As I was about to switch off the set on came Round the Horne Revisited – the stage show with some costumed inserts to keep the audience’s interest up. It is not so long ago that I went to see this at the Theatre Royal in Newcastle, but this seemed completely different so I kept watching, thinking it must be another version of the show. Then they got to the Julian and Sandy sketch where the pair are lawyers and one says, “We’ve got a criminal practice that takes up most of our time” – the best line of the evening. That was the moment when it dawned upon me that I had indeed sat through the whole thing and it had gone completely out of my head. The rule of thumb goes like this. Books read or shows watched in the 1960s and 70s: retained in their entirety; 1980s: patchy recall; 1990s onwards: no, it’s gone. It’s distressing to think that I would probably make a much more reliable witness of a crime that happened in 1968 than of one which occurred yesterday, but I have just got to face it. I am rapidly turning into Jack Woolley, Ambridge’s celebrated Alzheimer’s victim. It can only be a matter of time before I progress from going into rooms full of people I should know and thinking “Who the hell are you?” to the even more dreadful “Who the hell am I?”
Sunday 30 March 2008
I really was ill yesterday: I passed the Dog Test. It works like this. I go and lie on the sofa under a duvet. The dog comes bumbling into the sitting room, leaps up onto the duvet and lies down on my chest, looking me closely in the eyes. I say “I’m not going for a walk; I don’t feel well,” and the dog either (a) accepts this and remains lying on top of me and looking at me in a concerned way, or (b) divines that I am malingering and creates an immense fuss, culminating in our departure for a walk. The answer is usually (b), to be honest, but yesterday he was an absolute pushover for (a). And it wasn’t even raining or snowing, when he tends to go off the idea of walking in any case. I have this vision that one day he will not only fall for option (a), but will go off and bring me one of his biscuits to cheer me up. When that happens, I shall know that I am not only ill, but terminally so.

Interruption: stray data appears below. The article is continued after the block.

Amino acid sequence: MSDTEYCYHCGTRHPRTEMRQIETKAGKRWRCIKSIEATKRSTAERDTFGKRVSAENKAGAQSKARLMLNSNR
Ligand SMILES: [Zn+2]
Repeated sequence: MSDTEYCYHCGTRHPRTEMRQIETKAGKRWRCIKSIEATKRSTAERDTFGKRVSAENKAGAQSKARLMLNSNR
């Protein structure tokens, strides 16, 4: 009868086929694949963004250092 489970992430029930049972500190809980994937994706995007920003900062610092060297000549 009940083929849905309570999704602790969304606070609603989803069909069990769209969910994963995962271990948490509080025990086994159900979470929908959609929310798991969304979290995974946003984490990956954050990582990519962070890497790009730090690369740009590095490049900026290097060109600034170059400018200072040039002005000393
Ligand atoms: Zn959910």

I finished reading the black “comedy” and started an 822-page sub-Dickensian epic about London low life and the pioneering days of Australia, which was given to me by a kind client last year. He had adored it. I can imagine it making a brilliant page-turner on a long haul flight, of which he takes many and I take none at all. Lying on a sofa in Northumberland, I couldn’t help feeling that I might as well be reading genuine Dickens rather than a pastiche. Then the dog came leaping up for today’s Test. And I failed, miserably. Which seemed a bit unfair since I still felt as weak as a kitten (maybe he found that image provocative) and was being racked by periodic stomach cramps.
When I limped out into the conservatory I became conscious that something strange had happened. I assumed that there was a fault with the electric heater that is timed to come on at night to protect the plants from frost, but it proved to be turned off. So the fact that it was warm enough to sit out there for the first time this year could only be the result of one thing: Spring. This impression was confirmed by our walk. The verges were full of daffodils and the fields that contained only fat ewes when I headed for London were now filled with the bleating of new-born lambs. There is only one word that covers it: aaaaaah (not sure about the spelling).